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Top Universities Defend Harvard’s Race-Conscious Admissions Policies in Court

Yale University is one of sixteen of the nation's top universities to file an amicus brief Monday defending Harvard's race-conscious admissions process.
Yale University is one of sixteen of the nation's top universities to file an amicus brief Monday defending Harvard's race-conscious admissions process. By Megan M. Ross
By Delano R. Franklin and Samuel W. Zwickel, Crimson Staff Writers

Sixteen of the nation’s top universities — including every member of the Ivy League — filed an amicus brief Monday defending Harvard’s race-conscious admissions process, throwing their collective weight behind the University as it faces a lawsuit that could decide the fate of affirmative action in America.

Lawyers for the universities wrote that their schools “speak with one voice to emphasize the profound importance of a diverse student body for their educational missions.”

The universities include Brown, Case Western, Columbia, Cornell, Dartmouth, Duke, Emory, George Washington University, Johns Hopkins, MIT, Princeton, Stanford, Penn, Vanderbilt, Washington University in St. Louis, and Yale. The brief states that each of these universities has “substantial experience” with race-conscious admissions policies.

The schools’ filing come as Harvard seeks to defend against claims that its admissions office discriminates against Asian-American applicants. Anti-affirmative action organization Students for Fair Admission sued the University in 2014, alleging the school’s admissions practices fall in violation of Title VI of the Civil Rights Act of 1964. The suit will likely go to trial in October.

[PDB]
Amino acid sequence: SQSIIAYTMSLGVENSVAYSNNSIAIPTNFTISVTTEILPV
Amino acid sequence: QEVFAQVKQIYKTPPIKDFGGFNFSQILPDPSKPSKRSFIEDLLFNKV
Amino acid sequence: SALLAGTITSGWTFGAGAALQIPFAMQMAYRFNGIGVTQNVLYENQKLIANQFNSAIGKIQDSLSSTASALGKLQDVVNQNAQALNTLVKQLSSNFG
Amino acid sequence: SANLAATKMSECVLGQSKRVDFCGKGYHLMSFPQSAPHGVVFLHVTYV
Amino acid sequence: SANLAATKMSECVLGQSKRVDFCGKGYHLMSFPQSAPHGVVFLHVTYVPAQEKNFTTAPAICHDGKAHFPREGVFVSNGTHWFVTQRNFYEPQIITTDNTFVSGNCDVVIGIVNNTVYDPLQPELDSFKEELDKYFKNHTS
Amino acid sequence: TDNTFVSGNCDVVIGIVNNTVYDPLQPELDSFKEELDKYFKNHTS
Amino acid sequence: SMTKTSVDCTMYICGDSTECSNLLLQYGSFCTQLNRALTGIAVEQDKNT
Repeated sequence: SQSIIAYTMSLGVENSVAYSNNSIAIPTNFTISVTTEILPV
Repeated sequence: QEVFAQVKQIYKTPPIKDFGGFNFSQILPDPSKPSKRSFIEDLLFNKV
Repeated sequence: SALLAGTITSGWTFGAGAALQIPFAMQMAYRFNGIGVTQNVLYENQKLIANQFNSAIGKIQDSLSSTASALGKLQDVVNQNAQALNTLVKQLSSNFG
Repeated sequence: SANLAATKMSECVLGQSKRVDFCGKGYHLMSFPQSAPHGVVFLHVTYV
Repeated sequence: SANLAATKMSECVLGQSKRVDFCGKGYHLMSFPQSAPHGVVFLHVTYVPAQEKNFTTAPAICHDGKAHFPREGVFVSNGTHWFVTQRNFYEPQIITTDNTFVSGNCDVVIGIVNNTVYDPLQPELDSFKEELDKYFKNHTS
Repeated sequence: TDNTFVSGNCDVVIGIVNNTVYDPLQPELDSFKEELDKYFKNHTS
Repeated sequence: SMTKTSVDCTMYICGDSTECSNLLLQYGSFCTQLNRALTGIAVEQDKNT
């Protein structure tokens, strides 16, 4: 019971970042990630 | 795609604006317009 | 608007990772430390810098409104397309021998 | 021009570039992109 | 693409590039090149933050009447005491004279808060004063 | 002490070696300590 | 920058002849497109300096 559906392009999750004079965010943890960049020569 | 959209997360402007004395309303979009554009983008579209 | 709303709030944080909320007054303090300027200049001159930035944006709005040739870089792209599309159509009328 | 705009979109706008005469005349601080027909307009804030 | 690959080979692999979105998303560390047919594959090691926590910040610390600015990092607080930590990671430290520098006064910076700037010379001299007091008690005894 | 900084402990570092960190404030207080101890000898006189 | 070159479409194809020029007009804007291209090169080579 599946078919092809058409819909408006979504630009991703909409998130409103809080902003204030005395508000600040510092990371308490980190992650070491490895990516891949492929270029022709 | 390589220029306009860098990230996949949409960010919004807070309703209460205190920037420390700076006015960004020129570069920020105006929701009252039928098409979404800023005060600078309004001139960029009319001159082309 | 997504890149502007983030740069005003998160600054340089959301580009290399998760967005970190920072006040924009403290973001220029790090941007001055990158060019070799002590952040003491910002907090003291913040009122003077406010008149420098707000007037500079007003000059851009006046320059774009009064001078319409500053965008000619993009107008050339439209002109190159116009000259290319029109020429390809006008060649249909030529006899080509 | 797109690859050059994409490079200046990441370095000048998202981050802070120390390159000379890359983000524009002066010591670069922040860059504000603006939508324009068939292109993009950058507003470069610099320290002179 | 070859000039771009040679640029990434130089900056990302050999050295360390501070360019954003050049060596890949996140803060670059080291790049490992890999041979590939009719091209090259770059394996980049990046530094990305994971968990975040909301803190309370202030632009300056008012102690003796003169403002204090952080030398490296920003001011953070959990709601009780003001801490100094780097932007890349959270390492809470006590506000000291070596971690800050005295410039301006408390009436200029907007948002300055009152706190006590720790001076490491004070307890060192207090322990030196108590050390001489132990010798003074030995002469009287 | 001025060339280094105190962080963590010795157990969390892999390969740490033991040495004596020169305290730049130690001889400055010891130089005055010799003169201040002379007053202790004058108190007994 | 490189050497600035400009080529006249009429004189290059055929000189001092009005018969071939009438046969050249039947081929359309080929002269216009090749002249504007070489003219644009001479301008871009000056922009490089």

Attorneys for the 16 universities wrote in the brief that diverse student bodies are necessary to fulfill the schools’ educational missions — and that the only way to achieve diversity is to apply race-conscious admissions policies.

“Diversity encourages students to question their own assumptions, to test received truths, and to appreciate the complexity of the modern world,” the brief reads.

The brief also argues admissions decisions are protected under the First Amendment as an extension of academic freedom.

The 16 universities are one of several groups that filed amicus briefs in Harvard’s favor Monday, including several higher education organizations.

Edward Blum, the president of SFFA, declined to comment on the Monday filings. In an emailed statement, he re-asserted his belief that Harvard is “systematically discriminating” against Asian-American applicants.

“SFFA looks forward to the Court’s resolution of this important case irrespective of whether it is decided at summary judgment or trial,” Blum wrote.

Harvard spokesperson Rachael Dane wrote in an emailed statement that SFFA’s claims rely upon what the University believes is “misleading” and “statistically flawed” evidence.

"Ed Blum and SFFA continue to present a deliberately misleading narrative, made possible only by their deeply flawed statistical analysis, to eliminate the consideration of race in college admissions,” Dane wrote. “Their case is against Harvard, but their actions challenge the freedom and flexibility – entirely consistent with long set legal parameters – of every college and university in America to expand opportunity and create the diverse communities that enhance the learning of every student.”

—Staff writer Delano R. Franklin can be reached at Follow him on Twitter @delanofranklin_.

—Staff writer Samuel W. Zwickel can be reached at Follow him on Twitter @samuel_zwickel.

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